10: Parametric Equations and Polar Coordinates

10.1 Curves Defined by Parametric Equations #

  • Parametric equations are written as .$(f(t), g(t))$
  • They define curves (not functions!)
  • Time
    • .$t \in [t_i, t_f]$
    • Initial point: .$\big(f(t_i), g(t_i)\big)$
    • Terminal point: .$\big(f(t_f), g(t_f)\big)$
  • For parametric equation in form .$\big(h + r \cdot \sin(t), k + r \cdot \cos(t)\big)$ on .$t \in [0, 2\pi]$ , the resulting curve is a circle clockwise centered around the point .$(h,k)$
    • Likewise, .$(r \cdot \cos(t), r \cdot \sin(t))$ is counter clockwise
  • Useful Desmos calculator
  • If we need to graph an equation in form .$x=g(y)$ , we can use parametric equations .$x=g(t)$ and .$y=t$

10.2 Calculus with Parametric Curves #

Tangents #

  • Given .$x=f(t)$ and .$y=g(t)$ where both .$f$ and .$g$ are differentiable, we can get the tangent line to the curve by finding .$\frac{dy}{dx}$
  • We can find .$\frac{dy}{dt}$ using the chain rule: $$\frac{dy}{dx} \cdot \frac{dx}{dt}$$
  • If .$\frac{dx}{dt} \neq 0$ , then we can solve .$\frac{dy}{dt}$ : $$\frac{dy}{dx} = \frac{\frac{dy}{dt}}{\frac{dx}{dt}}$$
  • Horizontal tangents exist when .$\frac{dy}{dt}=0$ (assuming .$\frac{dx}{dt} \neq 0$ )
  • Vertical tangents exist when .$\frac{dx}{dt}=0$ (assuming .$\frac{dy}{dt} \neq 0$ )

Double Derivative #

$$\frac{d^2y}{dx^2} = \frac{d}{dx}\Big(\frac{dy}{dx}\Big) = \frac{d}{dt}\cdot\frac{dt}{dx}\Big(\frac{dy}{dx}\Big) = \frac{\frac{d}{dt}\Big(\frac{dy}{dx}\Big)}{\frac{dx}{dt}}$$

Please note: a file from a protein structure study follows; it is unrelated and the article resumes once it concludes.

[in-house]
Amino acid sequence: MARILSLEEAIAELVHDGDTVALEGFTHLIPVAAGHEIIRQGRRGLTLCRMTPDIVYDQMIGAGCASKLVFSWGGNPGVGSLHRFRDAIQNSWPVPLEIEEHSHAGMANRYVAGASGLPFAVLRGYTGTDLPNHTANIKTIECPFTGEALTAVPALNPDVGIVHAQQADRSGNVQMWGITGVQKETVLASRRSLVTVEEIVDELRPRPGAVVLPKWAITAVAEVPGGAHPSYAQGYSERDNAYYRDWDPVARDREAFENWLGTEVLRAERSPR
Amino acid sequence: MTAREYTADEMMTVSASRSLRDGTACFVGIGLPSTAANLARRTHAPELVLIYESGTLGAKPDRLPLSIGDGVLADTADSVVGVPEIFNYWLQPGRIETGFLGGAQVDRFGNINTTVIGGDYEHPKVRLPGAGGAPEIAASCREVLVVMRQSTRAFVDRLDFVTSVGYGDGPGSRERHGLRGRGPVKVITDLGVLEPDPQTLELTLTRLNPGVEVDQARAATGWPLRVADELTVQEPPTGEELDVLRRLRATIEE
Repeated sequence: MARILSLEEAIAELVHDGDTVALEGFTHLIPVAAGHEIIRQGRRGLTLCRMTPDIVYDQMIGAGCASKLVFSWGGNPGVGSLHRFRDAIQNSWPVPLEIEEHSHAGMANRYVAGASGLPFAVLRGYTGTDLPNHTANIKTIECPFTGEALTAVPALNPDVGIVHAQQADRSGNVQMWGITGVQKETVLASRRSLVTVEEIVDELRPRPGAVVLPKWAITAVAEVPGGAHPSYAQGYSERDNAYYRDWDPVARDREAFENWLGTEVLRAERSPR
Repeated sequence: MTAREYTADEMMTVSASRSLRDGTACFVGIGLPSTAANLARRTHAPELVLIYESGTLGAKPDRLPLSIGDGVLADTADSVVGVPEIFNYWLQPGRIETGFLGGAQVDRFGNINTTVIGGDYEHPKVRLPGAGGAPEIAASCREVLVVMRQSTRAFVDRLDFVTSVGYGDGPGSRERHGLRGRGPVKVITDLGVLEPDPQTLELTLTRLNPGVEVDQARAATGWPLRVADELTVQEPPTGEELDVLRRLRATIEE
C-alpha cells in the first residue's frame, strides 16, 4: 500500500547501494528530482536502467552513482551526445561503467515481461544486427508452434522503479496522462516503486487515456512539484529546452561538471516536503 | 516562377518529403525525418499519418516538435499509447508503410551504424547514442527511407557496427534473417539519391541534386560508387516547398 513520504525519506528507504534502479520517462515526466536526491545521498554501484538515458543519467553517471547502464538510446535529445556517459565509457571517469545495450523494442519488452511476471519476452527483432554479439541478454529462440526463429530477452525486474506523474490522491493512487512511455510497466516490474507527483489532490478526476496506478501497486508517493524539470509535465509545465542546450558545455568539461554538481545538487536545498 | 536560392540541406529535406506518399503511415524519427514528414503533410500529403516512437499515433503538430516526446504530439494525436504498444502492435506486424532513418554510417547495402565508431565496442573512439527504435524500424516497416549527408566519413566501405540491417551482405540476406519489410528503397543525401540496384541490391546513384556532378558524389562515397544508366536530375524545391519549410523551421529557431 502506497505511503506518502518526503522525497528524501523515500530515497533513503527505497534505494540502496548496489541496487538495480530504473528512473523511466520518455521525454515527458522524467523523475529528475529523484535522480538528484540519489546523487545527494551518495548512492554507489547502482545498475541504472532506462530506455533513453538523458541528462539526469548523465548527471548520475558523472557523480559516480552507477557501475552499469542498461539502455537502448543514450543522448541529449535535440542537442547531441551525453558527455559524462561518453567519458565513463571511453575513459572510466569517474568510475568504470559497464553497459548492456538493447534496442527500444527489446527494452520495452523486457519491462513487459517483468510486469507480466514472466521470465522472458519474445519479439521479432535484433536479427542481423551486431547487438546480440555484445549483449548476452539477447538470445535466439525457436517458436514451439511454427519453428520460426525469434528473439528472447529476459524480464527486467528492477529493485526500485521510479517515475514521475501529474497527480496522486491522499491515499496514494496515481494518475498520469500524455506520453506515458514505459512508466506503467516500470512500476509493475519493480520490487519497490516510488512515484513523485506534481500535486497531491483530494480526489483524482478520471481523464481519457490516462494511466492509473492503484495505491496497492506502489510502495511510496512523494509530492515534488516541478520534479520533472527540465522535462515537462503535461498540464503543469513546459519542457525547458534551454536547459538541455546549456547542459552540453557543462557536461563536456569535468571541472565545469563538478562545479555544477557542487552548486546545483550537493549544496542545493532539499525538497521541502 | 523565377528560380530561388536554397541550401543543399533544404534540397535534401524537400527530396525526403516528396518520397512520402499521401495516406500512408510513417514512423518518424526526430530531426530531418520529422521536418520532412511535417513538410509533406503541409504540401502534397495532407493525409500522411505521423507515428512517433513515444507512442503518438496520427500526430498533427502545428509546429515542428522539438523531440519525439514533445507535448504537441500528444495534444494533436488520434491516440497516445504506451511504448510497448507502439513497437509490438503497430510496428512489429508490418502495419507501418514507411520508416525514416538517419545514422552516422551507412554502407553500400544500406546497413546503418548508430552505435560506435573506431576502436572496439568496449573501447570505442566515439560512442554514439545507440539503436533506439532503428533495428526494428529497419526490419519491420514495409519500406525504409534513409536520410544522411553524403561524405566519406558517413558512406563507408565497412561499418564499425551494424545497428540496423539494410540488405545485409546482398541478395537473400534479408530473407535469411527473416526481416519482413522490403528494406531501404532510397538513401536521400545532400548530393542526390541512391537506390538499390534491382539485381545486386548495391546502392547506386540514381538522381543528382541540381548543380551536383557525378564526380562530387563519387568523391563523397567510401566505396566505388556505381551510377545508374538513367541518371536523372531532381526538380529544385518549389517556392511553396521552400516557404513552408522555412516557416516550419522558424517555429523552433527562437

Areas #

Given .$x=f(t)$ and .$y=g(t)$ over .$t \in (\alpha, \beta)$ , we can calculate the area between .$C$ and the .$x$ -axis with the following equation $$A = \int_\alpha^\beta f'(t) \cdot g(t)\ dt $$ Likewise, between .$C$ and the .$y$-axis we derive the parametric equation for .$y$ : $$A = \int_\alpha^\beta f(t) \cdot g'(t)\ dt $$

Arc Length #

To find length .$L$ of curve .$C$ given in form .$x=f(t)$ and .$y=g(t)$ on .$t \in [\alpha, \beta]$ where .$\frac{dx}{dt} = f'(t) > 0$ (meaning that .$C$ is traversed once from left to right as .$t$ increases from .$\alpha$ to .$\beta$ ) and where .$f'$ and .$g'$ are continuous on .$[\alpha, \beta]$ : $$L = \int_\alpha^\beta \sqrt{\Big(\frac{dx}{dt}\Big)^2 + \Big(\frac{dy}{dt}\Big)^2}\ dt$$ Note that trig functions (.$\sin, \cos, \text{etc.})$ ) loop every .$\frac{\pi}{2}$ because of the formula finds the absolute value.

Surface Area #

Suppose the curve .$C$ given the equations .$x=f(t)$ and .$y=g(t)$ on .$\ t \in [\alpha, \beta]$ where .$f'$ and .$g'$ are continuous, and .$g(t) > 0$ , is rotated about the .$x$ -axis. If .$C$ is traversed exactly once, then the area of the resulting surface is given by $$S = 2\pi \int_\alpha^\beta y(t) \sqrt{\Big(\frac{dx}{dt}\Big)^2 + \Big(\frac{dy}{dt}\Big)^2}\ dt$$ Similarly, if instead .$C$ is rotated about the .$y$ -axis instead we use the following: $$S = 2\pi \int_\alpha^\beta x(t) \sqrt{\Big(\frac{dx}{dt}\Big)^2 + \Big(\frac{dy}{dt}\Big)^2}\ dt$$

10.3 Polar Coordinates #

  • Pole = origin; labeled .$O$
  • Polar axis = line through .$O$
  • Polar coordinates = .$r, \theta$